Sabki Ladli Bebo focuses on the girl-child. Its launch was in association with Project Nanhi Kali, formed by the late K.C. Mahindra in 1953 of K. C. Mahindra Education Trust with the vision of “transforming the lives of people through education, by providing financial assistance and recognition to them, across age groups and income strata. Of late, a number of TV serials are focussing on issues linked to the girl child issues in an interesting manner. Viewership is huge and therefore, they serve as an excellent medium not only to send out the intended message, but also to influence the audience to support girls. It is extremely important to project a positive image of women. Hence the association with the TV serial, Sabki Ladli Bebo,” says Nalini Das of Nanhi Kali. Aapki Antara on Zee TV is about a five-year-old autistic girl who has been taken in by a young man, much to the disgust and dismay of his wife, his extended family, her parents and his own child.
But what about the little girls who, as actresses, are part of this hard-sell of manipulative images? Are they mature enough to draw the line between their real lives and their reel characters? Will they be able to go back to the life they left behind when they slipped into fictitious characters of a bygone era? Are the software makers, scriptwriters and channels, including their parents, not stealing away the precious gift of childhood they have a right to enjoy and experience? The parents find these children their personal short-cut to fame, power and money gained vicariously, refusing to let go once they have got a taste of that forbidden apple. But these children’s lives are destroyed forever. Child rights activists were not too happy when Colors' Na Aana Iss Des Laado went on air. They felt footage of a baby girl being immersed into a pot of boiling milk was too grim and hard-hitting for a TV show meant for entertainment. According to Sandhya Bajaj, member of the National Commission for Protection of Child Rights (NCPCR), if people feel they can help in eradicating such social evils through a mass medium like the television, it is worth appreciating, but it must be done very subtly. But what does ‘very subtle’ mean? How does one show something on an audiovisual medium that is loud in a ‘subtle’ manner?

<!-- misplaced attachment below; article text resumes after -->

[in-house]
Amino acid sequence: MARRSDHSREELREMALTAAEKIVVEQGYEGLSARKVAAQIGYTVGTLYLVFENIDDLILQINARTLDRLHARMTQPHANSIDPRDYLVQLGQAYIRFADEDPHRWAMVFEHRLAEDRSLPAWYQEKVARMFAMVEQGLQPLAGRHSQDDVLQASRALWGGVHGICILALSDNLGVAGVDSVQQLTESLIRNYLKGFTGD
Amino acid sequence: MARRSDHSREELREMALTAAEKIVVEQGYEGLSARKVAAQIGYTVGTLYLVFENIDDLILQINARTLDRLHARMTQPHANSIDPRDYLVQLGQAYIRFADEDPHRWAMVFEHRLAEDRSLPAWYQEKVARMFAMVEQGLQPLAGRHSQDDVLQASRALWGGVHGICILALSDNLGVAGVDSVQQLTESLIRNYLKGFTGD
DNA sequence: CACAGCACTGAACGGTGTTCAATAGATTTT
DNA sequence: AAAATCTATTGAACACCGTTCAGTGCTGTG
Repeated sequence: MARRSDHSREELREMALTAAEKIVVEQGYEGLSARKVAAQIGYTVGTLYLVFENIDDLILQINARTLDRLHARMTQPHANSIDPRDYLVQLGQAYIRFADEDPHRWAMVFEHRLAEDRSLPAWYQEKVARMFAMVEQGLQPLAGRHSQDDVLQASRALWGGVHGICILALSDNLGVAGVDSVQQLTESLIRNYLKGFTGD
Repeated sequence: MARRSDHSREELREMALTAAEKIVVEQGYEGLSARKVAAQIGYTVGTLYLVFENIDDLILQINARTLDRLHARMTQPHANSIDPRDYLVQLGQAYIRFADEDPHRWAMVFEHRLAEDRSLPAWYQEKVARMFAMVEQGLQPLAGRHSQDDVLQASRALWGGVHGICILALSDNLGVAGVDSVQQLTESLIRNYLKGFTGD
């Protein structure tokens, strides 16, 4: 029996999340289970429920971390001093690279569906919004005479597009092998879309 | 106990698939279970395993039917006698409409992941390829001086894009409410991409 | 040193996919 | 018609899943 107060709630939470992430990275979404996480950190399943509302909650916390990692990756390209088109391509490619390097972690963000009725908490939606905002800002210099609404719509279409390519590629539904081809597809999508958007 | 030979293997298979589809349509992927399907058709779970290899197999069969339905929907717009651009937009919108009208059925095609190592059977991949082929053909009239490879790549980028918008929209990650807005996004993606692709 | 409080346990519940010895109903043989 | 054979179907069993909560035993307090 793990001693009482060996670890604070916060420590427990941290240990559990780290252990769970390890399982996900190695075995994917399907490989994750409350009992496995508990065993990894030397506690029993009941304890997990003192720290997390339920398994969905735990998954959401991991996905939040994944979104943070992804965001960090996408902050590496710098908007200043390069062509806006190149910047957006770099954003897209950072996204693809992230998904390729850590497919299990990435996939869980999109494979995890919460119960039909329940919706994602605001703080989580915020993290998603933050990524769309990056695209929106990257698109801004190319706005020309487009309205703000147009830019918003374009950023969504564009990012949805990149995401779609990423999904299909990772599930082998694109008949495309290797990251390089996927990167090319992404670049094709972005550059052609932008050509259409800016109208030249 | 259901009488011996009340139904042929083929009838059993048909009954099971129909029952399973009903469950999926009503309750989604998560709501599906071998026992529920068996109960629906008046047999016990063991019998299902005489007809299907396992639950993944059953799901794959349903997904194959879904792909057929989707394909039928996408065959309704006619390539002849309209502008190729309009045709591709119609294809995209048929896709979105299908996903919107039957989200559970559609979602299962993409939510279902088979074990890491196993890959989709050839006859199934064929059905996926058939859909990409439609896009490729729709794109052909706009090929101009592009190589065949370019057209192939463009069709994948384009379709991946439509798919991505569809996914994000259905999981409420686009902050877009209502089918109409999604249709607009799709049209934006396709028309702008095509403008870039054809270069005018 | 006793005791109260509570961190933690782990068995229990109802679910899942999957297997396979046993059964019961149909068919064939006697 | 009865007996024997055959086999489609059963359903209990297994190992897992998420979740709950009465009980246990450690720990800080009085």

According to data gathered by Action Aid from interviews with a representative sample of over 6000 households show sex ratios have dropped in four out of five districts since the 2001 census. In Punjab among the upper caste Jat Sikh community just 500 girls were found for every 1000 boys in rural areas. In urban Punjab among Brahmins the ratio is a shocking 300. In Himachal Pradesh and Punjab, researchers recorded a growing preference for having just one child. "Squeeze on family size is fuelling the trend of 'disappearing' daughters. For households expressing preference for one child only, they want to make sure this is a son," says ActionAid researcher, Jyoti Sapru. The study has been coordinated by ActionAid with the support of International Development Research Centre, Canada. Advisory Board for the study comprises of sociologists and demographers from Jawaharlal University, Delhi University and Centre for Women Development Studies.
Television is a powerful tool. Its influence in shaping the Indian girl's self-esteem and her future is significant. The media's ability to convey mixed messages to women that fragment their identities makes it difficult for the women to become unified selves. Schizophrenic methods adopted to portray the roles of women in our society have just that effect on us: we are each an unorganized mixture of different women who have learnt that we are always being watched.
Content and serial makers put forth the argument that serials being reflective of reality are intended to reform men who indulge in violent acts against girls and women. But these so-called ‘reforms’ do not come across either in form, or in content or in their implication and impact on viewers. A large number of girls and women watch these serials. There are few buyers among men. After thousands of episodes of the so-called women oriented and girl-centered serials, crimes against women have increased, not decreased. This applies even to Kerala that boasts a positive image of women through its development indices. Sponsors keep backing these soaps and serials on the pretext of high viewership. The social costs of the profits sponsors and serial makers rake in need to be measured. To begin the reversal of gender oppression, women need to re-define themselves. We should not accept patriarchal definitions of our bodies and personas. We need a new goddess, a new woman, and a new cultural female icon that does not limit women. And girls!